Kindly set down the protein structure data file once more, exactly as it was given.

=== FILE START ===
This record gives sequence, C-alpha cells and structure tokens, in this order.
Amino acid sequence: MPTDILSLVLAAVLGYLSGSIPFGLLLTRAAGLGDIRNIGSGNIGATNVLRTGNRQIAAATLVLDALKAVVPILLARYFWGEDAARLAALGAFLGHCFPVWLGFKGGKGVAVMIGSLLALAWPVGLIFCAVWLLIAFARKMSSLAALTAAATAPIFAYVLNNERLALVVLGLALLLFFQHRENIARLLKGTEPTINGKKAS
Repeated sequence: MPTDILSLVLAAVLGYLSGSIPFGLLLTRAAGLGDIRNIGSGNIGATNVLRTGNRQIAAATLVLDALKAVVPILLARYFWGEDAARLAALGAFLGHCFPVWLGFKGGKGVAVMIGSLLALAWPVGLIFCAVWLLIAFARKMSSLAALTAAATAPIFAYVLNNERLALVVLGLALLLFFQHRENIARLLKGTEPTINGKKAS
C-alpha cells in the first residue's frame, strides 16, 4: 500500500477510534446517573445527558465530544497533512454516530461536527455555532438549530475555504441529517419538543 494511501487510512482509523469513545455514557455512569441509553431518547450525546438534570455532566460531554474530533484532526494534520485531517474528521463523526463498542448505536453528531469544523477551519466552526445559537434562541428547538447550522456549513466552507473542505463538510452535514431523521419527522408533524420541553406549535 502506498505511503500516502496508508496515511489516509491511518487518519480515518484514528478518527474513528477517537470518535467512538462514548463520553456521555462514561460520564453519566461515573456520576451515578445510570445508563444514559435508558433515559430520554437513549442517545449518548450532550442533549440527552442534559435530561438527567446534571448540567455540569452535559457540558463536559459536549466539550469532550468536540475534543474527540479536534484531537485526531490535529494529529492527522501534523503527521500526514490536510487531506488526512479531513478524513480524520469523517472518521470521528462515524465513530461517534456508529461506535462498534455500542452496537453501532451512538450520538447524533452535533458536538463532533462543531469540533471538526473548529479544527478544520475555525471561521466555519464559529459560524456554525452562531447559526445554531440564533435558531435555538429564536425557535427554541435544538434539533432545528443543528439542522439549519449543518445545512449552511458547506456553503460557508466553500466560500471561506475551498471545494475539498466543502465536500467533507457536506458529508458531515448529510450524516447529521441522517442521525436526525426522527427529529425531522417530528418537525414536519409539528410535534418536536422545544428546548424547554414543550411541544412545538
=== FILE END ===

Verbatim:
This record gives sequence, C-alpha cells and structure tokens, in this order.
Amino acid sequence: MPTDILSLVLAAVLGYLSGSIPFGLLLTRAAGLGDIRNIGSGNIGATNVLRTGNRQIAAATLVLDALKAVVPILLARYFWGEDAARLAALGAFLGHCFPVWLGFKGGKGVAVMIGSLLALAWPVGLIFCAVWLLIAFARKMSSLAALTAAATAPIFAYVLNNERLALVVLGLALLLFFQHRENIARLLKGTEPTINGKKAS
Repeated sequence: MPTDILSLVLAAVLGYLSGSIPFGLLLTRAAGLGDIRNIGSGNIGATNVLRTGNRQIAAATLVLDALKAVVPILLARYFWGEDAARLAALGAFLGHCFPVWLGFKGGKGVAVMIGSLLALAWPVGLIFCAVWLLIAFARKMSSLAALTAAATAPIFAYVLNNERLALVVLGLALLLFFQHRENIARLLKGTEPTINGKKAS
C-alpha cells in the first residue's frame, strides 16, 4: 500500500477510534446517573445527558465530544497533512454516530461536527455555532438549530475555504441529517419538543 494511501487510512482509523469513545455514557455512569441509553431518547450525546438534570455532566460531554474530533484532526494534520485531517474528521463523526463498542448505536453528531469544523477551519466552526445559537434562541428547538447550522456549513466552507473542505463538510452535514431523521419527522408533524420541553406549535 502506498505511503500516502496508508496515511489516509491511518487518519480515518484514528478518527474513528477517537470518535467512538462514548463520553456521555462514561460520564453519566461515573456520576451515578445510570445508563444514559435508558433515559430520554437513549442517545449518548450532550442533549440527552442534559435530561438527567446534571448540567455540569452535559457540558463536559459536549466539550469532550468536540475534543474527540479536534484531537485526531490535529494529529492527522501534523503527521500526514490536510487531506488526512479531513478524513480524520469523517472518521470521528462515524465513530461517534456508529461506535462498534455500542452496537453501532451512538450520538447524533452535533458536538463532533462543531469540533471538526473548529479544527478544520475555525471561521466555519464559529459560524456554525452562531447559526445554531440564533435558531435555538429564536425557535427554541435544538434539533432545528443543528439542522439549519449543518445545512449552511458547506456553503460557508466553500466560500471561506475551498471545494475539498466543502465536500467533507457536506458529508458531515448529510450524516447529521441522517442521525436526525426522527427529529425531522417530528418537525414536519409539528410535534418536536422545544428546548424547554414543550411541544412545538